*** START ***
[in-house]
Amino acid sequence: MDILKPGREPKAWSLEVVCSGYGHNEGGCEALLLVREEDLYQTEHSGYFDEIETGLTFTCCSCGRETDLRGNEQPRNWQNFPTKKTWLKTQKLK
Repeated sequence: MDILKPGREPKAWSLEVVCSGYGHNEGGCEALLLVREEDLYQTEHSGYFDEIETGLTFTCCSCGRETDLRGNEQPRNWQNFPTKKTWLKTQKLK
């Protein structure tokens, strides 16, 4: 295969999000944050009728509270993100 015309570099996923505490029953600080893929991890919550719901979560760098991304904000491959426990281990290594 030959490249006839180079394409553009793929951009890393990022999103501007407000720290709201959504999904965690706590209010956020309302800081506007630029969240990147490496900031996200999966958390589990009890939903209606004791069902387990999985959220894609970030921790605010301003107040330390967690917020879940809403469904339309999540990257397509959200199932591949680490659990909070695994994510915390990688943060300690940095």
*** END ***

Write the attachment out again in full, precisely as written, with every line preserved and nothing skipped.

[in-house]
Amino acid sequence: MDILKPGREPKAWSLEVVCSGYGHNEGGCEALLLVREEDLYQTEHSGYFDEIETGLTFTCCSCGRETDLRGNEQPRNWQNFPTKKTWLKTQKLK
Repeated sequence: MDILKPGREPKAWSLEVVCSGYGHNEGGCEALLLVREEDLYQTEHSGYFDEIETGLTFTCCSCGRETDLRGNEQPRNWQNFPTKKTWLKTQKLK
């Protein structure tokens, strides 16, 4: 295969999000944050009728509270993100 015309570099996923505490029953600080893929991890919550719901979560760098991304904000491959426990281990290594 030959490249006839180079394409553009793929951009890393990022999103501007407000720290709201959504999904965690706590209010956020309302800081506007630029969240990147490496900031996200999966958390589990009890939903209606004791069902387990999985959220894609970030921790605010301003107040330390967690917020879940809403469904339309999540990257397509959200199932591949680490659990909070695994994510915390990688943060300690940095």